The Oklahoman's staff writers discuss three topics surrounding Jeremy Lamb
1. Jeremy Lamb's second NBA season was ____________.
Darnell Mayberry (beat writer) – Promising. He played 1,500 minutes and showed signs of being the shooter we thought he would be. His athleticism also proved to be a valuable addition in so many ways. And he appears to be capable of providing so much more: rebounding, playmaking, steals, speed and finishing ability on the break. I love what I saw out of Lamb. His future is bright.
Anthony Slater (beat writer) – Productive, but a bit incomplete. When he was dropping 22 on the Rockets in December or 18 during a big win in Miami in late January, it seemed as if Lamb had solidified himself as a steady contributor, on his way to 30-minute a night production. But a slump knocked him out of the rotation and a postseason that included eight DNPs simmered expectations a bit. Solid second season, but still plenty for Lamb to prove.
Berry Tramel (columnist) – Encouraging. Into February, Lamb was averaging 10 points a game. His production curtailed, and then his playing time disappeared when the Thunder added Caron Butler. But Lamb showed a lot of promise through much of the season. And he's only 21. That's the best thing. He's got a lot of room for growth. Lamb's defense needs a lot of work, but he's got the tools to get better.
2. Should he have seen more court time in the postseason?
Mayberry – Hard to make that argument after the way he slumped in the second half of the season and then fell out of the rotation when Caron Butler arrived. He probably wasn't ready. But we'll never know. I think Brooks made the smart play in going with the veterans over Lamb. Their performances just didn't pay off.
Slater – Yeah, but he was a victim of Caron Butler’s late season success. After signing with OKC in early March, Butler averaged 10 points and shot 44 percent from three in the final 22 games. He was hot, so Scott Brooks rode that into the postseason. But it backfired. Butler crashed back to Earth and Lamb, out of rhythm even when pulled from deep freeze, wasn’t able to have much of an impact. Would have been interesting to see what Lamb could have done with 20-plus minutes a night.
Tramel – Turns out, yes. No one could blame Scotty Brooks for playing Butler in the postseason. But Butler didn't prove to be a difference-maker in the playoffs. He averaged 23 minutes, 6.3 points and 32 percent shooting. Lamb could have done that and would have built up some much-needed playoff experience.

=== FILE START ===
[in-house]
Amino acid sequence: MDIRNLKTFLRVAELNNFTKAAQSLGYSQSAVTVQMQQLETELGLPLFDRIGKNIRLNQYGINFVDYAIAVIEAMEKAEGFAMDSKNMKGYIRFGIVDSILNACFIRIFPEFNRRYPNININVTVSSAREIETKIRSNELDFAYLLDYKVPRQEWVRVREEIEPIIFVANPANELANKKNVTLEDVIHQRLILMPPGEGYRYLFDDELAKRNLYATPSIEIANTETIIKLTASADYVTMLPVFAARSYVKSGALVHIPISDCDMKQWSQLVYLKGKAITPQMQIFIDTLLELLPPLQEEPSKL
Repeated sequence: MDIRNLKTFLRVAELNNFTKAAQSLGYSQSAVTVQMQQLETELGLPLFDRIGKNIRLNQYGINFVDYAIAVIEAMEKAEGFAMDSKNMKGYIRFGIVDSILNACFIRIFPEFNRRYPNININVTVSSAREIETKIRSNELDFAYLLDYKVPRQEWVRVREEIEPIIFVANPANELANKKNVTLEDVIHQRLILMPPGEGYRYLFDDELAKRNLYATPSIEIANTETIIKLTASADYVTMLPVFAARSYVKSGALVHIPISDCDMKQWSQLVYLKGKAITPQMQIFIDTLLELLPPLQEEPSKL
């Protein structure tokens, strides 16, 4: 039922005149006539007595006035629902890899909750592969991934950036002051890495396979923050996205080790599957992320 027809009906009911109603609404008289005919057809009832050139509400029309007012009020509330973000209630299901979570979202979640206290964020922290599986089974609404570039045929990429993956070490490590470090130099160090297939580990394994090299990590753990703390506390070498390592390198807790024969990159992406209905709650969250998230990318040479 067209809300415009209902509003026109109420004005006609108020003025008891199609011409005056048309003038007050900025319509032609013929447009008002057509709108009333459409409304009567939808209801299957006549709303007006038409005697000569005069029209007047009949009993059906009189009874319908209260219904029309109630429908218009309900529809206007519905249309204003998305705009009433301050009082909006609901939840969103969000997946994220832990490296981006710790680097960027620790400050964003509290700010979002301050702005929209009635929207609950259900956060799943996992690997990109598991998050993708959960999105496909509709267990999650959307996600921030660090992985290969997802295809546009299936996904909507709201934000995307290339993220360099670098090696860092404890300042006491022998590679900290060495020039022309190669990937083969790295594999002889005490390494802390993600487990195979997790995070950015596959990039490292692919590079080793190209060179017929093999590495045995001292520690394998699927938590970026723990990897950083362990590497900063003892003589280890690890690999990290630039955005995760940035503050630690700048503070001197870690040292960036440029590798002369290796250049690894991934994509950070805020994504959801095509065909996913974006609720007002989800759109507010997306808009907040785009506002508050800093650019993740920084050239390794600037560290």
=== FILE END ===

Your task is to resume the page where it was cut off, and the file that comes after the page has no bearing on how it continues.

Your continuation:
3. True or false: Jeremy Lamb averages 25-plus minutes next season.
Mayberry – True. He was at 22 per game before the All-Star break. Some of that had to do with the absence of Russell Westbrook, but he'll get even more opportunities next year. Three guys who were ahead of him in the rotation – Butler, Derek Fisher and Thabo Sefolosha – all figure to be gone next season. That's going to open up significantly more playing time for Lamb. And I think he'll be even more deserving of minutes by taking a big jump in his third season.
Slater – I’m going true, and I’ll take it a step further. I think Lamb will be the starting shooting guard on opening night. That obviously changes if the Thunder trades for a veteran like Arron Afflalo (which would be a great move). But Sam Presti is fond of Lamb. And it wouldn’t be surprising if Presti constructs a roster that involuntarily nudges Brooks to use Lamb as a starter.
Tramel – 25 minutes? No way. That's too much. Even if Lamb becomes the sixth man, which is possible but unlikely, I don't see 25 minutes. Twenty, yes. But not 25. It's most likely that Lamb is the seventh man, which he was for much of this season. That would put him around 20 minutes a game.